Moonlight. Coming-of-age story of a bullied boy growing up in an atmosphere of drugs and stuff.
Starring: Mahershala Ali, Shariff Earp, Duan Sanderson Director: Barry Jenkins
Classification: India release date: Feb 17, 2017 Genre: coming-of-age, drama Mins: 1 hour, 51 mins
8 Oscar nominations: screenplay, direction, film, actor, actress, cinematography, editing, and music
6 Golden Globe nominations: screenplay, direction, film, supporting actor, supporting actress, and music
4 BAFTA nominations: screenplay, film supporting actor, and supporting actress
Golden Globe for ‘Best Motion Picture – Drama’
Moonlight is my favourite film of the year. No strike that. My favourite film of the past few years. I loved Moonlight. Just loved it.
The film should have been called Vulnerable. That’s all I took from it. Irrespective of the age of the protagonist all I wanted to do as a viewer was to hold him and comfort him, give him a hug and say the world will get better, hopefully. What stellar casting. We all collectively jizz in our pants if the actors cast for the same role at different ages look similar but here they all get the same vulnerability, the feral rat feel of looking at life, the inability to communicate, the quiet desperation…The direction is superb. Too much is said about dialogues and this movie is all about the stillness, the inability to speak, the diffidence of the protagonist and I will reiterate absolutely brilliant directing. Barry Jenkins, take a bloody bow. You deserve all the awards, Sir.
Moonlight reminded me a lot of Fandry – The same fringe, the same need for affiliation and identity, the need to be loved.
“This world isn’t just cruel or grim. Every now and then, it shines moments of compassion and friendship, shared on a playground or beach, centred on meanings of identity, of finding oneself… Fascinating examination of the self, an inquiry into the difficulties of escaping one’s past and a commentary on maintaining relationships in historically disadvantaged communities, where self-preservation and social acceptance are the only means to survive.”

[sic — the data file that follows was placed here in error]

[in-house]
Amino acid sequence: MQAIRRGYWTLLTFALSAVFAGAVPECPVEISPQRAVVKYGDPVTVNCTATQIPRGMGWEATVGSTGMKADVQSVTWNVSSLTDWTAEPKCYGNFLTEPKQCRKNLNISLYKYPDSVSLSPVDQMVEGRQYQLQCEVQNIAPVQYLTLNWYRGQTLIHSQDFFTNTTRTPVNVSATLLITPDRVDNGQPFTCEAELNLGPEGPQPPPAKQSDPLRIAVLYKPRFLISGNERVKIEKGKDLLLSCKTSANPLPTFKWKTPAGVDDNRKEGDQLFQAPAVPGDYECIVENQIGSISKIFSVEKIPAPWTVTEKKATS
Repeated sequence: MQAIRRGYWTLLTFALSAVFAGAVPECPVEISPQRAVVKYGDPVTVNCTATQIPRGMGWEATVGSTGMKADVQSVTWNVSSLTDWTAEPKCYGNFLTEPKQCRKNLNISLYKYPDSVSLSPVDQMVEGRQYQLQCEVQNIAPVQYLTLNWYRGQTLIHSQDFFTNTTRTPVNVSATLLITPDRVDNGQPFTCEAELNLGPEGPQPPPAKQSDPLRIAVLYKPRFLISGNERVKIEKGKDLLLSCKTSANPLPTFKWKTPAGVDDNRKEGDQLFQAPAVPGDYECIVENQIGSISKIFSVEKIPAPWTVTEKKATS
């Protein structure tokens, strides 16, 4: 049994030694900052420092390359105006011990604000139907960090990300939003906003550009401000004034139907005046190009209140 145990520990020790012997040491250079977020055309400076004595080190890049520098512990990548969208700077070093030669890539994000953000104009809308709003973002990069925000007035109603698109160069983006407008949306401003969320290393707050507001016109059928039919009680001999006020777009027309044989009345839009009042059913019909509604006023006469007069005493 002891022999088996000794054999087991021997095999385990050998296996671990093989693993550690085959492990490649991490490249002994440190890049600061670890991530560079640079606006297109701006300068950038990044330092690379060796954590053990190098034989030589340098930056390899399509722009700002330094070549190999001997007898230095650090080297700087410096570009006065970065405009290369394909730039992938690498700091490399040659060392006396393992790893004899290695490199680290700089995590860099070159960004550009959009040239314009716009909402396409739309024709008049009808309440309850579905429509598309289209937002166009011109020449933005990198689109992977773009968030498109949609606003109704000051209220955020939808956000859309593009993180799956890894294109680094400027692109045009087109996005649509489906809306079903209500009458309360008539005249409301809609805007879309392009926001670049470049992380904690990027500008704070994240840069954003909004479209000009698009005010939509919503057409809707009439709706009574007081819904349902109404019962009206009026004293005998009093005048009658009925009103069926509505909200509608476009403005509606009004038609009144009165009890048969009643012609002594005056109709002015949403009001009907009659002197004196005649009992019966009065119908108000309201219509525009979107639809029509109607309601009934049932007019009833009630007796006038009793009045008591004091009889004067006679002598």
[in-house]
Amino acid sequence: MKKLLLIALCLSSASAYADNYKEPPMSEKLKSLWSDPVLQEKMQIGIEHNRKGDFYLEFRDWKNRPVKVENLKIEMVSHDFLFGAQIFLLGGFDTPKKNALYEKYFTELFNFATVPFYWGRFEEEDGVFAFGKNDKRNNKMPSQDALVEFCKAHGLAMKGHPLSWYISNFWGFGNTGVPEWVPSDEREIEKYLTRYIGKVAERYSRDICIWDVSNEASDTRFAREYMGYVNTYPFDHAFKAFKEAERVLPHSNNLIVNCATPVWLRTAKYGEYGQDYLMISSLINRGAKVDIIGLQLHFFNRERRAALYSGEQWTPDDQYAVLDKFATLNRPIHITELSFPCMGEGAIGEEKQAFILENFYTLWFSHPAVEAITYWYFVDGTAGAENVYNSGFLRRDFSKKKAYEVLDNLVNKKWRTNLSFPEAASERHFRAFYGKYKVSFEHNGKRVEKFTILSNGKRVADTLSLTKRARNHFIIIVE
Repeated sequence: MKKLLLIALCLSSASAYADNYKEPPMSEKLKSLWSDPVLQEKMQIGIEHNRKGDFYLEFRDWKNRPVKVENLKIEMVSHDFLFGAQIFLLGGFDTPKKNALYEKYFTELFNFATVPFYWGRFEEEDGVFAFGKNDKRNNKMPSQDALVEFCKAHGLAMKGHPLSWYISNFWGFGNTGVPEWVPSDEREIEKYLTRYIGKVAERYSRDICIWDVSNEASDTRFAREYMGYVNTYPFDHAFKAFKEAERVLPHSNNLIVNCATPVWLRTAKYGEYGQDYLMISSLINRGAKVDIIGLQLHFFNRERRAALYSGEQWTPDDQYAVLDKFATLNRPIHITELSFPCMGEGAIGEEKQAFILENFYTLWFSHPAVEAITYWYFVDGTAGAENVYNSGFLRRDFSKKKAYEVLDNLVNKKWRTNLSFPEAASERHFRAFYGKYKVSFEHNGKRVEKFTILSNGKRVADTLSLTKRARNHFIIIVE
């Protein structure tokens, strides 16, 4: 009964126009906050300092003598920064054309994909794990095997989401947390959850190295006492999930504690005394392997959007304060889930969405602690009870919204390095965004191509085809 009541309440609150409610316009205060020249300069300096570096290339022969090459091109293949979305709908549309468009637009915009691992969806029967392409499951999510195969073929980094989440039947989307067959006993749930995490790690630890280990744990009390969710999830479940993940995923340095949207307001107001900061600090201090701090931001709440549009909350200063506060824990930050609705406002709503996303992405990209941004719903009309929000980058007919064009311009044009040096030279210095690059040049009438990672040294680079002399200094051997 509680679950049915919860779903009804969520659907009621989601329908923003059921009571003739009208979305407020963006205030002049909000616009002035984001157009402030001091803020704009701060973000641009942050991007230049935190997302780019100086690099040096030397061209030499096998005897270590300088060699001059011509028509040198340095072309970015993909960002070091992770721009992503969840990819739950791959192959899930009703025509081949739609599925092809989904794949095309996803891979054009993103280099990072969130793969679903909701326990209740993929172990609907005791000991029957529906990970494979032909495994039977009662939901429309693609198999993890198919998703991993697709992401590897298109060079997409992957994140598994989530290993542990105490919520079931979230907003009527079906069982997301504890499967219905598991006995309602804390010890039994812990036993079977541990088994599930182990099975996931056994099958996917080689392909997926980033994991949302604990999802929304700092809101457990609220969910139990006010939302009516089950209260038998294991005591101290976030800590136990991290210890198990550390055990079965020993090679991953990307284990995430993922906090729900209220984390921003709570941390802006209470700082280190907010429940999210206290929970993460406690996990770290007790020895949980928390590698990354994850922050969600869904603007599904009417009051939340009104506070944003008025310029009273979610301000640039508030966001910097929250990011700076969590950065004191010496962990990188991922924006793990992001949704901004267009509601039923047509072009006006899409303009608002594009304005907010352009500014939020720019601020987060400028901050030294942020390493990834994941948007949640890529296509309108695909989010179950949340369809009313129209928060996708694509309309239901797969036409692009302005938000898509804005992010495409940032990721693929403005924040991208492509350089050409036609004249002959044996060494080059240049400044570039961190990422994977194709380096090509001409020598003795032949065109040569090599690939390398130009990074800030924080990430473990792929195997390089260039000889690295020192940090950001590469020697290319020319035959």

“Soulful and evocative work of motion picture poetry… The film is shot as if the main character Chiron has a camera for an imaginary friend. It perches near his shoulder and, wordlessly, gives us a sense of what this blessedly silent protagonist might be feeling.”
“Deeply moving character study of a young man who doesn’t quite know who he is, a man struggling to comprehend his first sexual experience, a man who ultimately fails in building a wall around his heart.”
“This is a film for the purists. The aesthetics are perfect and the non-judgemental empathy and concern displayed here, creates a haunting aftermath provided you are willing to sit through the unique experience.”
“Moonlight represents American independent cinema at its finest…. It’s difficult to recall the last time a drug lord was portrayed with such empathy and compassion. Sustaining a rhythm uniquely its own, the film captures the agony and ecstasy of first love with painful clarity.”
“Takes you right inside the heart of the black experience with a breathtaking lack of artifice…. The crime-infested, drugs-ridden face of the American housing projects has become a pop culture cliché. But in the way ‘Moonlight’ is written and performed, the setting and the story, both so specific and so universal, break your heart all over again.”